Doing Your Mind

Research, comments and musings about active minds.

Moral affordances

I’ve just finished reading the young adult novel The Knife of Never Letting Go by Patrick Ness, which is a superb if sometimes infuriating read. The details of the plot aren’t too important for our present purposes, but a central component of the book is the protagonist Todd Hewitt’s relationship with the eponymous blade.

Not too long into the story Todd finds himself in a situation in which he has to react to a very threatening and violent situation. The title of the chapter is “The Choices of a Knife”, and the dilemma revolves around the affordances of the blade – how it shapes the relationship between the hero and his adversary.

In the cognitive scientific literature, much is made of the use of tools, and the ways in which they transform the cognitive processes of the tool user – usually extending them, making certain forms of action possible that are impossible or more difficult without. For the main part, though, these possible actions are determined by their physical consequences (Dennett, in Kinds of Minds for example, makes the simple point that a person with a scissors is capable of a different set of actions than a person without). The moral facet of the transformed actions in question are not ordinarily examined.

By titling the chapter “The Choices of a Knife”, Ness specifically focuses on the moral aspects of the tool, and gives us these words from the mouth of the first person narration (pp.83-84):

But a knife ain’t just a thing is it? It’s a choice, it’s something you do. A knife says yes or no, cut or not, die or don’t. A knife takes a decision out of your hand and puts it in the world and it never goes back again.

It is as though the morality is not simply in the person, or their intention, or the act, but partly in the tool itself.

Harry Heft (1989, 2001) has argued that affordances are neither entirely out there in the world, nor entirely a subjective matter of perception, but rather a relation between an agent and its environment that holds regardless of whether it is being paid attention to, intended or taken advantage of at any given time. He extends the concept of affordance beyond its normal physical connotations (e.g. that a chair affords sitting, or a particular surface affords walking) into the social domain (e.g. that a given area may be off-limits and therefore dangerous). Heft touches on but doesn’t explicitly discuss the possibility of moral affordances (he mentions, in Ecological Psychology in Context [2001, p.129], that both James and Gibson touched on the idea of an objective world of values).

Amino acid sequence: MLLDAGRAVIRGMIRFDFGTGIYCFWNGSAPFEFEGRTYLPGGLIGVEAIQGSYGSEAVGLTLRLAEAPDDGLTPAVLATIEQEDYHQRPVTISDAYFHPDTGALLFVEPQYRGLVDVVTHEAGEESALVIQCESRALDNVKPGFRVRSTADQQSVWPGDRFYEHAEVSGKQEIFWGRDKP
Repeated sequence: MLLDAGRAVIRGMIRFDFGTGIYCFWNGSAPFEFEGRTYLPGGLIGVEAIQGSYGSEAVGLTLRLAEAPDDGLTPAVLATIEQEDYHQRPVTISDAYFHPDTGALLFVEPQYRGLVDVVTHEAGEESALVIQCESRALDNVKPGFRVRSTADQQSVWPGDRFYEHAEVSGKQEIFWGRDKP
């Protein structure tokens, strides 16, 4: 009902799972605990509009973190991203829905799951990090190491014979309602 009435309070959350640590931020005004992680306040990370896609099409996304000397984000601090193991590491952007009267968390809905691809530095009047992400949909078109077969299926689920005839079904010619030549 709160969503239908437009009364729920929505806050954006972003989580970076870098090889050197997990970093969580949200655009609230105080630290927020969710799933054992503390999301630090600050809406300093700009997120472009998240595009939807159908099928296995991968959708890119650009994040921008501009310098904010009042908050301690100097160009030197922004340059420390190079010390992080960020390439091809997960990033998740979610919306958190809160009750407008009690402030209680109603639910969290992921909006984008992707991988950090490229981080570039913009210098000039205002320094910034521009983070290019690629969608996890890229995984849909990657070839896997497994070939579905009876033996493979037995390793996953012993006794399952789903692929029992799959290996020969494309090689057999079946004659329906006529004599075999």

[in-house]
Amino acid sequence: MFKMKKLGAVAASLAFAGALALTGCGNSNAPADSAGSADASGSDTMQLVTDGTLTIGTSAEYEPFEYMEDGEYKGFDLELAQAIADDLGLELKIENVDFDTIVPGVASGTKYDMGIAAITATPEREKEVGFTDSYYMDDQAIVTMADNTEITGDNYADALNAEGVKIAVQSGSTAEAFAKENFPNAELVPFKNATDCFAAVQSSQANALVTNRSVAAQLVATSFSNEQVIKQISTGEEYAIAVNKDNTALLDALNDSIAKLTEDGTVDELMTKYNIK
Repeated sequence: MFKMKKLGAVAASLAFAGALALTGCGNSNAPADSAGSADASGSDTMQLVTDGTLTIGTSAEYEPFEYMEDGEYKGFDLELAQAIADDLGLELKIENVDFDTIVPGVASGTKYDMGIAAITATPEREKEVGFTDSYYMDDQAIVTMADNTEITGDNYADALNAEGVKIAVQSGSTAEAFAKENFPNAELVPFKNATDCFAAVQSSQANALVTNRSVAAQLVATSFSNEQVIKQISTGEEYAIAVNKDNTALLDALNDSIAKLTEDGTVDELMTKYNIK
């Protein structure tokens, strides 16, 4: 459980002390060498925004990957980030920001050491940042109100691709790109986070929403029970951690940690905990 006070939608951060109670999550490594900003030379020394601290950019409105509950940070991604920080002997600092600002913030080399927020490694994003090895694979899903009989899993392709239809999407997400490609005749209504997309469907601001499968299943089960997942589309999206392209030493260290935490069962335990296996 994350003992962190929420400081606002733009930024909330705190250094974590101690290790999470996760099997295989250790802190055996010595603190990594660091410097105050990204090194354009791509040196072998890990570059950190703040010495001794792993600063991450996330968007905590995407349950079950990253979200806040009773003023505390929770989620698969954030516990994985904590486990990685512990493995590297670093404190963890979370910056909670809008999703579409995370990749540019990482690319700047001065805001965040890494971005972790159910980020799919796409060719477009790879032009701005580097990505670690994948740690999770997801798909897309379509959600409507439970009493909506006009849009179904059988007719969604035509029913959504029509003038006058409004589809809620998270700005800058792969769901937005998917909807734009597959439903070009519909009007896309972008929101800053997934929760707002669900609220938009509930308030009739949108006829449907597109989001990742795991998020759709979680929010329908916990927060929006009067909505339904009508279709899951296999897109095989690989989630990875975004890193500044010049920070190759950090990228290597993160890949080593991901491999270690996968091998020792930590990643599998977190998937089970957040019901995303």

I find the possibility of moral affordances and an objective world of morality and value intriguing. How would such an approach transform (if at all) our take on ethics and morality as they stand? Any such description of the moral order would demand that we have a proper account of the construction and maintenance of affordances within social domains though. That’s probably a good while off yet.

Dennett, D. C. (1996). Kinds of minds. London: Weidenfeld & Nicholson.

Heft, H. (1989). Affordances and the Body: An Intentional Analysis of Gibson’s Ecological Approach to Visual Perception. Journal for the Theory of Social Behaviour, 19(1), 1-30. 

Heft, H. (2001). Ecological psychology in context. London: Lawrence Erlbaum Associates.

Ness. P. (2008). The knife of never letting go. London: Walker Books.

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